Conclusion (Mechanisms of Cadmium Toxicity To Various Trophic Saltwater Organisms)

Cadmium inputs to the estuarine and marine environment as a probable carcinogen are derived from both natural and anthropogenic sources. The cadmium contents in the estuarine, coastal and marine waters varied between 4.4 and 5.0 g/L, and a maximum of 10.3 ^g Cd/L cadmium has been reported in the Changjiang estuary, China.

Both acute and chronic cadmium exposure can have toxic effects on aquatic organisms. Acute cadmium poisoning can cause death, and chronic (long-term, low level) exposure affects the reproduction, the mechanisms of which were the amount of cadmium accumulated and stored in the body increasing with exposure time and external concentrations. Once cadmium levels in their body (Critical Body Residues, CBRs) reach a particular level (threshold values), toxic effects occurs, initially sublethal but eventually lethal.

Waterborne and particle-bound (dietary) cadmium is bioavailable and toxic to M. monogolica. The concentrations inducing adverse effects showed that cadmium is present in aquatic environments at concentrations that are sufficient to provoke a biological response in the natural or indigenous biota.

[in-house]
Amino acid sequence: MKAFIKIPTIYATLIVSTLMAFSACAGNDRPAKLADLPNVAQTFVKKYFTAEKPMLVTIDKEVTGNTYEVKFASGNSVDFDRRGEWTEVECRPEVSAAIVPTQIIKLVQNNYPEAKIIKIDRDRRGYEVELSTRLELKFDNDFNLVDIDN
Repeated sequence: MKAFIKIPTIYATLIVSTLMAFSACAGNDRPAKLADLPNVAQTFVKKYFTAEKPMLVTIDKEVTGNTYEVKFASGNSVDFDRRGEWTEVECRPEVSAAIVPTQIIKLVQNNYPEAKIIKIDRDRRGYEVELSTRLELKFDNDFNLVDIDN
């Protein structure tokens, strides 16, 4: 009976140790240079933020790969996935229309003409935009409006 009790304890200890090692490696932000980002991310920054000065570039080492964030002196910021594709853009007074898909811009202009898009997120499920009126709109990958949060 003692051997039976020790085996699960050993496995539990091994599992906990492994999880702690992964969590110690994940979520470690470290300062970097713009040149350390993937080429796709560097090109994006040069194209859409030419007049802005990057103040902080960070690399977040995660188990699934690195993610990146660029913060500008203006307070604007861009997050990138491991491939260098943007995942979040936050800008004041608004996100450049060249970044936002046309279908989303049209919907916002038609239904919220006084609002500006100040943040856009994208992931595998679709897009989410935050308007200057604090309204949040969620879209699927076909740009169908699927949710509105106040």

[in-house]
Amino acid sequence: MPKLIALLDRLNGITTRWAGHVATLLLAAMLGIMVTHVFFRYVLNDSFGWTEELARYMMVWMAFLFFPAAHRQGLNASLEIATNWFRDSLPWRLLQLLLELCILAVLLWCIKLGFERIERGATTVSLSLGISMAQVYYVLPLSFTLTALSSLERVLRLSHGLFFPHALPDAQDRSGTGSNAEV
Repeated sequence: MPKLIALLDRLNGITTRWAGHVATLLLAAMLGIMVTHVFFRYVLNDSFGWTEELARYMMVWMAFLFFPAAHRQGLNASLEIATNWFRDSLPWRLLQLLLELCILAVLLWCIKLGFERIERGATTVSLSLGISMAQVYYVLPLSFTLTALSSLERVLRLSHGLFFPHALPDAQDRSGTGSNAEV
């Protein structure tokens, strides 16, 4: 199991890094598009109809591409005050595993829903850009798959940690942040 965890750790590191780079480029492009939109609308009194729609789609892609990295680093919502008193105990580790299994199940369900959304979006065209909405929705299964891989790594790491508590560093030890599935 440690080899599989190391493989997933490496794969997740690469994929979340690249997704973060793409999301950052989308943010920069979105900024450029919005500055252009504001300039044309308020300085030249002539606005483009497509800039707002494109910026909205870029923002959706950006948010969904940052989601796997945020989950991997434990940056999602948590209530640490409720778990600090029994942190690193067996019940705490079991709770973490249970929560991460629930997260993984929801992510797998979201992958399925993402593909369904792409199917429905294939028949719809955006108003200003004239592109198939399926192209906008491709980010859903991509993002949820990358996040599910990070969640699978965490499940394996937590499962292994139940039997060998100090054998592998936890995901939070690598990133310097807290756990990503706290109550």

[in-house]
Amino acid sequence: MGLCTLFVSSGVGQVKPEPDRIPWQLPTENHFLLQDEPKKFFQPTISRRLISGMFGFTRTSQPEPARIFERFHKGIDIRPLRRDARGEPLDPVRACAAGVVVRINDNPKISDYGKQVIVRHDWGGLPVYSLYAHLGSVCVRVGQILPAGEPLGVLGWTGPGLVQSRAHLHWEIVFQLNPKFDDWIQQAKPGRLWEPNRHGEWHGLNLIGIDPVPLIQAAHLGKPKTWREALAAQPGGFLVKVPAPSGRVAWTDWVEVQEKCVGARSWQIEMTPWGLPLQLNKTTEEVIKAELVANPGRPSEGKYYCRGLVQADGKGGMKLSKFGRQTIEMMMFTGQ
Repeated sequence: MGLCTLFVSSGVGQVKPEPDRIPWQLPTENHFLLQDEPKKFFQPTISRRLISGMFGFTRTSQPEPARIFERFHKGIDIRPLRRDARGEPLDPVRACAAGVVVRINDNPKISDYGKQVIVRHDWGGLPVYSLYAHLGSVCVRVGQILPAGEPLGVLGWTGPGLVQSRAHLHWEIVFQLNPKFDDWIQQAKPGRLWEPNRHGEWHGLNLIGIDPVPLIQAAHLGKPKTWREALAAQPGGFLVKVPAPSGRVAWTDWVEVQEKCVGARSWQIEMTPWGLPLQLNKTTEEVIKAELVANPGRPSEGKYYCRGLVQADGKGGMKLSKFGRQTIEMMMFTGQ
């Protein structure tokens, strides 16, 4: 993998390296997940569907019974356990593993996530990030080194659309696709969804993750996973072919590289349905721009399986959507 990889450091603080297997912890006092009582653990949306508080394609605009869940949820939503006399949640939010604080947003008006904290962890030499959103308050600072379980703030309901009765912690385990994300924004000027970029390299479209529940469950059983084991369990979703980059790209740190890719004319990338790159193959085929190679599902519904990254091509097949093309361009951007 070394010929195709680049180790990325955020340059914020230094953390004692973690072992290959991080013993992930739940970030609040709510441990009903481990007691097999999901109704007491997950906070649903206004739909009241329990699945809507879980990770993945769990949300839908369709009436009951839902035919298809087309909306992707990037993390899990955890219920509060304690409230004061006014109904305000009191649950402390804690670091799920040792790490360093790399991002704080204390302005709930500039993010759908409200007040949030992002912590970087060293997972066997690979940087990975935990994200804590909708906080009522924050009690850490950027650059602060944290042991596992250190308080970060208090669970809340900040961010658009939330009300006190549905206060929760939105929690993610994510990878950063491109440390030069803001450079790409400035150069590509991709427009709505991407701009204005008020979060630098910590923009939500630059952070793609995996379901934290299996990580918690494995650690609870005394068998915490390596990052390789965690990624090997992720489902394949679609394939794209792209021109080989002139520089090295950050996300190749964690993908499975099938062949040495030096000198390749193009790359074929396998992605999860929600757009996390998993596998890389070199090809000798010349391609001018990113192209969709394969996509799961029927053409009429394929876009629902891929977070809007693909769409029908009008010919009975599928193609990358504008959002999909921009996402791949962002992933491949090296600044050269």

In this topic, the concentration protecting 95% saltwater aquatic organisms calculated from the SMAVs is 81.44 g Cd/L. The important significance when using this benchmark and toxic thresholds is that protecting a large percentage of the species assemblage will preserve ecosystem structure and function. Furthermore, we illustrate the need to take the dietary pathway into account in regulatory assessments and to establish effective concentrations with particulate bound metals of WQC.

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